Starting with the riparian restoration of a stream that feeds into the Musconetcong River located on Hawk Pointe Golf Club property off of Asbury Anderson Road, volunteers began work today on stabilizing the stream banks, preventing soil erosion into the stream, providing shade to the water to address thermo pollution and increasing stream ecosystem and processing capacity for habitat for wildlife.
With the help of the youth corps, the group began planting willow stakes along the waterway this morning, which NJ Audubon Stewardship Project Director John P. Parke said have the ability to grow quickly to five or six feet in just two years.
As a longtime resident and business owner in Warren County and founding member of Musconetcong Watershed Association, Managing Partner of Hawk Pointe Golf Club Richard Cotton said he was glad to partner with NJ Audubon for this project.
“I believe in environmental projects that are good for everyone and good for the planet,” he said.
Covering roughy 2,800 linear feet of stream, the group will also be working at an adjacent property tomorrow for an additional 2,800 linear feet of stream at another C-1 tributary to the Musconetcong.
The next step of the project is to begin large tree plantings at the end of April, which would add an additional level of shade, Parke said.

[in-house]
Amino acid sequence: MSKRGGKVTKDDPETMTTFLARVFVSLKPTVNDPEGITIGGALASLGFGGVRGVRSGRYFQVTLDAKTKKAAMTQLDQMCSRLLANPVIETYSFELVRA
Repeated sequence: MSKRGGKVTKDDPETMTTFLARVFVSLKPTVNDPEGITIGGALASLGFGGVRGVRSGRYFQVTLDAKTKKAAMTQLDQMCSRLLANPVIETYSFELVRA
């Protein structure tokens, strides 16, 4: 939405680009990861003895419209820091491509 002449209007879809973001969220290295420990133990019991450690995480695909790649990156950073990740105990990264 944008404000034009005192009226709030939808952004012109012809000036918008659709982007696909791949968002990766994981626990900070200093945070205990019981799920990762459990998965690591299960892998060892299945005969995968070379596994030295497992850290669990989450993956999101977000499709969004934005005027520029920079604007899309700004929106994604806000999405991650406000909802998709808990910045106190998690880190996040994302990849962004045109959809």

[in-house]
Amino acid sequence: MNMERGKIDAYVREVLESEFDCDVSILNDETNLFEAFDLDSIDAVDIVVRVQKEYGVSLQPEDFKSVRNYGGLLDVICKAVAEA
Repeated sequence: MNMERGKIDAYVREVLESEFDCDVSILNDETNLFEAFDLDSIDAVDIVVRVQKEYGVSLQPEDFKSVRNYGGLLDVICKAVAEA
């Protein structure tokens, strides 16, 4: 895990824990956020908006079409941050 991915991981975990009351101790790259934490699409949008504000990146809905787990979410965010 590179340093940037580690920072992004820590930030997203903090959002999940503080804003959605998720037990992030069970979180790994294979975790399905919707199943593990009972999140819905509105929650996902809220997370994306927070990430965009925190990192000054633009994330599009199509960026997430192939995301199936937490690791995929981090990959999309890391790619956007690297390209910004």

Recently completing waders in the water training that provides them with an industry recognized credential, the youth corps often focuses on environmental projects.
“It definitely gives me a good sense of pride,” said Zach Oefelein, 18, of Washington Borough. “There aren’t enough people focused on things like this. A lot of our world is focused on what you can get out of nature and not what you can put back into it. I feel like this is the best way you can do it, planting trees out here and improving the ecosystem.”
Agreeing that the work in the cold, muddy waters is actually “quite enjoyable,” 17-year-old Omari Gibson of Phillipsburg said its their way of giving back to a program that has given them so much in terms of furthering their education and completing their GEDs.
Coming at no cost to landowners, the $35 million multi-year initiative to protect and restore critical sources of drinking water for 15 million people throughout New York, Pennsylvania, New Jersey, and Delaware is made possible through a grant sponsored by the William Penn Foundation, National Fish and Wildlife Foundation and the federal government.
This is the first of many restorations that they will be doing throughout the region this spring including a site at Merrill Creek Reservoir, according to Parke, however, there is still more that can be done.
“The reality is we have more to give,” Parke said, hoping that additional landowners that have streams or other waterways within the lower Musconetcong, Lopatcong and upper Paulinskill watersheds will reach out to NJ Audobon to take advantage of their free materials.
Additionally, the grant can also help farmers with erosion issues by providing cover crops, all in an effort to improve water quality.
Stay with NJ.com for more on this project.
Emily Cummins may be reached at firstname.lastname@example.org Follow her on Twitter @EmilyACummins Find The Warren Reporter on Facebook.